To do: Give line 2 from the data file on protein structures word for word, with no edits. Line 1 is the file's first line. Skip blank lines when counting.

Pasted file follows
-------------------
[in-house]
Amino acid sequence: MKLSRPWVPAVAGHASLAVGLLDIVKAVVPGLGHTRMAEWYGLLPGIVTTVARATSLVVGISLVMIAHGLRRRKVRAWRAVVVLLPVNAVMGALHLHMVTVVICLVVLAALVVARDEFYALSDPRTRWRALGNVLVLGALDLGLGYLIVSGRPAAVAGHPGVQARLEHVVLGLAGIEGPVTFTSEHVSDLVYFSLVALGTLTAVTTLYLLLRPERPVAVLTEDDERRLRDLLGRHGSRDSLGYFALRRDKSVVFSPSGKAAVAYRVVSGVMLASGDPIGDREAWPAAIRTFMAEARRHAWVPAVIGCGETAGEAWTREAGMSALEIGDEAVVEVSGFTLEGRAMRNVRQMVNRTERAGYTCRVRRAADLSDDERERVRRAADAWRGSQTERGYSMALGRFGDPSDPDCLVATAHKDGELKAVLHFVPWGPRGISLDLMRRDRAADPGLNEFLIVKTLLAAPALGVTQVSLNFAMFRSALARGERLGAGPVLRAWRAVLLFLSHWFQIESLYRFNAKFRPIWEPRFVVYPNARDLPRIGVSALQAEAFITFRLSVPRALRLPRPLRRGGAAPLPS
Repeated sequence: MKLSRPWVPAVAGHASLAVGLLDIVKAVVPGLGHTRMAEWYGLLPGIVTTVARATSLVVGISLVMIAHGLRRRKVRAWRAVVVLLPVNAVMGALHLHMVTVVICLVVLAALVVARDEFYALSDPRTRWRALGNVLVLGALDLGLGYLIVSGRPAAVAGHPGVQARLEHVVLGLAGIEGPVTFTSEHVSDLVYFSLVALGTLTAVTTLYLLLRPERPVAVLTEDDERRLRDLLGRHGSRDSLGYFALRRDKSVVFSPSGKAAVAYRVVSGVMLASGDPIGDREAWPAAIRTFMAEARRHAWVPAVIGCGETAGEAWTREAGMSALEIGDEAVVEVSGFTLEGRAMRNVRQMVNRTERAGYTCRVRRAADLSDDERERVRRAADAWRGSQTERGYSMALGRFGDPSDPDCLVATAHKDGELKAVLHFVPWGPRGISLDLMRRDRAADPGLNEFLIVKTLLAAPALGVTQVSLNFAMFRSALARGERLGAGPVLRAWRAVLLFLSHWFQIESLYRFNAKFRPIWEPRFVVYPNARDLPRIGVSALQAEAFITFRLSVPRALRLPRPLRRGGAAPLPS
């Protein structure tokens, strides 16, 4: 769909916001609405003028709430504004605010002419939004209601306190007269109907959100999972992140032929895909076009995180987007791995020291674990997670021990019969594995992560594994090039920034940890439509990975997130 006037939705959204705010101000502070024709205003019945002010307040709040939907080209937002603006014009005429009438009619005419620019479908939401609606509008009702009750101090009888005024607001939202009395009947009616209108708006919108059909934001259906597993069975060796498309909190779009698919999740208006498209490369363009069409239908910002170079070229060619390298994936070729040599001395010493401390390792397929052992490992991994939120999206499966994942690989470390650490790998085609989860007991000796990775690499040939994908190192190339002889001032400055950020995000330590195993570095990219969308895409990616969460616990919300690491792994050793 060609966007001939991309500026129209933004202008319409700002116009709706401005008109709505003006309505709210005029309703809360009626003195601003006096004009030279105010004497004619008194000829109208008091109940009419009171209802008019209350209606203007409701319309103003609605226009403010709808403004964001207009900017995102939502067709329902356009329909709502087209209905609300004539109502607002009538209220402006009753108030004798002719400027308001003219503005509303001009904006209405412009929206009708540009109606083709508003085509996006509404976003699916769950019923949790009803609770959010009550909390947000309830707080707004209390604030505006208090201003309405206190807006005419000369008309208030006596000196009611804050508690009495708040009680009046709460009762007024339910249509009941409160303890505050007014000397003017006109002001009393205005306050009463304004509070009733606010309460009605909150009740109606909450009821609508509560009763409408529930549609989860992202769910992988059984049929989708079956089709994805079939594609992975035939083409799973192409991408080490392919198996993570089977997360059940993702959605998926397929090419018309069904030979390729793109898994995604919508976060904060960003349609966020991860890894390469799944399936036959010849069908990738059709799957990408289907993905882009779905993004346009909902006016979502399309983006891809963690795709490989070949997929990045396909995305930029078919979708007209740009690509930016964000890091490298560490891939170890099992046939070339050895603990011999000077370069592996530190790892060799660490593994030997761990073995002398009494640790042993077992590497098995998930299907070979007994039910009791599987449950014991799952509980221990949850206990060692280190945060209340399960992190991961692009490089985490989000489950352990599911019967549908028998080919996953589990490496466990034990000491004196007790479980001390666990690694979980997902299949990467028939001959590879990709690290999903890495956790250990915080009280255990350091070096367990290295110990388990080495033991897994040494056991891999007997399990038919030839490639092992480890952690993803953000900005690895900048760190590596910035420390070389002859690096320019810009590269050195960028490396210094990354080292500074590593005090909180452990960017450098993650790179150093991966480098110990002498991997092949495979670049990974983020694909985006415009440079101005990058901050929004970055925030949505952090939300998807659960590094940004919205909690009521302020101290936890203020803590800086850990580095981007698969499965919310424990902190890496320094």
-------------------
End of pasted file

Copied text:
Amino acid sequence: MKLSRPWVPAVAGHASLAVGLLDIVKAVVPGLGHTRMAEWYGLLPGIVTTVARATSLVVGISLVMIAHGLRRRKVRAWRAVVVLLPVNAVMGALHLHMVTVVICLVVLAALVVARDEFYALSDPRTRWRALGNVLVLGALDLGLGYLIVSGRPAAVAGHPGVQARLEHVVLGLAGIEGPVTFTSEHVSDLVYFSLVALGTLTAVTTLYLLLRPERPVAVLTEDDERRLRDLLGRHGSRDSLGYFALRRDKSVVFSPSGKAAVAYRVVSGVMLASGDPIGDREAWPAAIRTFMAEARRHAWVPAVIGCGETAGEAWTREAGMSALEIGDEAVVEVSGFTLEGRAMRNVRQMVNRTERAGYTCRVRRAADLSDDERERVRRAADAWRGSQTERGYSMALGRFGDPSDPDCLVATAHKDGELKAVLHFVPWGPRGISLDLMRRDRAADPGLNEFLIVKTLLAAPALGVTQVSLNFAMFRSALARGERLGAGPVLRAWRAVLLFLSHWFQIESLYRFNAKFRPIWEPRFVVYPNARDLPRIGVSALQAEAFITFRLSVPRALRLPRPLRRGGAAPLPS